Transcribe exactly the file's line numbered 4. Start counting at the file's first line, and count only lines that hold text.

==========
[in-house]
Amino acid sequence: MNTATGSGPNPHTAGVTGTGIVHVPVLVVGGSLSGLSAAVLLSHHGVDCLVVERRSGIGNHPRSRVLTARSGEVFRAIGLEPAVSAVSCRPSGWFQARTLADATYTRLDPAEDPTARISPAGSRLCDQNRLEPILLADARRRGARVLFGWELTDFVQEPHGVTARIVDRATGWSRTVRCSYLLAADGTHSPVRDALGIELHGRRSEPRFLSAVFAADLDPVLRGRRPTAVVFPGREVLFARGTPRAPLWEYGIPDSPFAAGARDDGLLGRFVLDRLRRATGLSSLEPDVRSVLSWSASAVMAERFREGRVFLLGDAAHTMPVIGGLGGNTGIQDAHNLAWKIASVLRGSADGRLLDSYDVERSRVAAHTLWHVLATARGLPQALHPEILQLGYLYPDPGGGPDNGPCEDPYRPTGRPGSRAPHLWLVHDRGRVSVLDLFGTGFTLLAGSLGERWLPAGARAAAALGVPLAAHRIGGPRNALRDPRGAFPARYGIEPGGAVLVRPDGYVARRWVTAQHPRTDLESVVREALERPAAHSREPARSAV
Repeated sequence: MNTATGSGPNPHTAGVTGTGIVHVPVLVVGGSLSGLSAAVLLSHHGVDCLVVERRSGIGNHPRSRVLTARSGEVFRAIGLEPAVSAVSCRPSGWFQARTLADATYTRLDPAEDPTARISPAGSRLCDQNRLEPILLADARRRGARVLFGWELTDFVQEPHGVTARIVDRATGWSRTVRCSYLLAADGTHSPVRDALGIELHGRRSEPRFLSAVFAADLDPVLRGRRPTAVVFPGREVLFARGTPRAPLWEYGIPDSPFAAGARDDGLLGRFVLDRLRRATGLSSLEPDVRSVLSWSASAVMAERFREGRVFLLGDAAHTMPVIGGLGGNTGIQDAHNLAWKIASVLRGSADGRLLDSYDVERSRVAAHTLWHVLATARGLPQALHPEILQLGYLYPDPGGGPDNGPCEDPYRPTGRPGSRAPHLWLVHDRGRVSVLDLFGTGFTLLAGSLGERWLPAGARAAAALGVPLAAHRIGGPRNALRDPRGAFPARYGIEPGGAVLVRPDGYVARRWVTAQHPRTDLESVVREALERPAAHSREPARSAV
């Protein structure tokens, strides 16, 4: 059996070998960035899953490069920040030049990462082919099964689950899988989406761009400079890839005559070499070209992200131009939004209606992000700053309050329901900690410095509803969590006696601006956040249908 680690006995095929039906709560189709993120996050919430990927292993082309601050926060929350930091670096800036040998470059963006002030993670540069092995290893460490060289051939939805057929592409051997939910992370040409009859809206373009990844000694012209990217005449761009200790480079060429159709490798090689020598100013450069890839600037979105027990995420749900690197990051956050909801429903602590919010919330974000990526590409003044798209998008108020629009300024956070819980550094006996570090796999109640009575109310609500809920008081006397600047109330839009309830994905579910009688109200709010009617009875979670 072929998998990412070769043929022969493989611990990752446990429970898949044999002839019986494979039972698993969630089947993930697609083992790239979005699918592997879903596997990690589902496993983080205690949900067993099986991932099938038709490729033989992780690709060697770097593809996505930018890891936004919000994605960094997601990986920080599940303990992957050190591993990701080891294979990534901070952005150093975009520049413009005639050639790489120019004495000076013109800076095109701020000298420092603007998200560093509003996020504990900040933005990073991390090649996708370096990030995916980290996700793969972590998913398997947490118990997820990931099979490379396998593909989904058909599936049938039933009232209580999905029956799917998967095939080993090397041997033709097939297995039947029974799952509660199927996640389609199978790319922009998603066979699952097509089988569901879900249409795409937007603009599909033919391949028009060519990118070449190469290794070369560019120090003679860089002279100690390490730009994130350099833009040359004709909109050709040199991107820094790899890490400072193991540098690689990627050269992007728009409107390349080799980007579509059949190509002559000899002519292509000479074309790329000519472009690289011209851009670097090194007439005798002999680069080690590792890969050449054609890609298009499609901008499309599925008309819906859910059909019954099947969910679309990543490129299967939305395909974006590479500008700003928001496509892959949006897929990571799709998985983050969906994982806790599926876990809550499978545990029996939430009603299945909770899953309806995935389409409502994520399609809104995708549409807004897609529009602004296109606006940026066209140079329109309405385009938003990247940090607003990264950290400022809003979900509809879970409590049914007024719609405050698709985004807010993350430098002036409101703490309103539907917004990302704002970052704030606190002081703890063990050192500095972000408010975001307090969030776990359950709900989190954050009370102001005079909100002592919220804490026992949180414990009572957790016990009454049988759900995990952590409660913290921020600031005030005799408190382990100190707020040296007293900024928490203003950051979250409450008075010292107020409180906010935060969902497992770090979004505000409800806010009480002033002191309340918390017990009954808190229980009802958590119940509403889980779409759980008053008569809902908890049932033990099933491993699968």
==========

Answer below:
């Protein structure tokens, strides 16, 4: 059996070998960035899953490069920040030049990462082919099964689950899988989406761009400079890839005559070499070209992200131009939004209606992000700053309050329901900690410095509803969590006696601006956040249908 680690006995095929039906709560189709993120996050919430990927292993082309601050926060929350930091670096800036040998470059963006002030993670540069092995290893460490060289051939939805057929592409051997939910992370040409009859809206373009990844000694012209990217005449761009200790480079060429159709490798090689020598100013450069890839600037979105027990995420749900690197990051956050909801429903602590919010919330974000990526590409003044798209998008108020629009300024956070819980550094006996570090796999109640009575109310609500809920008081006397600047109330839009309830994905579910009688109200709010009617009875979670 072929998998990412070769043929022969493989611990990752446990429970898949044999002839019986494979039972698993969630089947993930697609083992790239979005699918592997879903596997990690589902496993983080205690949900067993099986991932099938038709490729033989992780690709060697770097593809996505930018890891936004919000994605960094997601990986920080599940303990992957050190591993990701080891294979990534901070952005150093975009520049413009005639050639790489120019004495000076013109800076095109701020000298420092603007998200560093509003996020504990900040933005990073991390090649996708370096990030995916980290996700793969972590998913398997947490118990997820990931099979490379396998593909989904058909599936049938039933009232209580999905029956799917998967095939080993090397041997033709097939297995039947029974799952509660199927996640389609199978790319922009998603066979699952097509089988569901879900249409795409937007603009599909033919391949028009060519990118070449190469290794070369560019120090003679860089002279100690390490730009994130350099833009040359004709909109050709040199991107820094790899890490400072193991540098690689990627050269992007728009409107390349080799980007579509059949190509002559000899002519292509000479074309790329000519472009690289011209851009670097090194007439005798002999680069080690590792890969050449054609890609298009499609901008499309599925008309819906859910059909019954099947969910679309990543490129299967939305395909974006590479500008700003928001496509892959949006897929990571799709998985983050969906994982806790599926876990809550499978545990029996939430009603299945909770899953309806995935389409409502994520399609809104995708549409807004897609529009602004296109606006940026066209140079329109309405385009938003990247940090607003990264950290400022809003979900509809879970409590049914007024719609405050698709985004807010993350430098002036409101703490309103539907917004990302704002970052704030606190002081703890063990050192500095972000408010975001307090969030776990359950709900989190954050009370102001005079909100002592919220804490026992949180414990009572957790016990009454049988759900995990952590409660913290921020600031005030005799408190382990100190707020040296007293900024928490203003950051979250409450008075010292107020409180906010935060969902497992770090979004505000409800806010009480002033002191309340918390017990009954808190229980009802958590119940509403889980779409759980008053008569809902908890049932033990099933491993699968």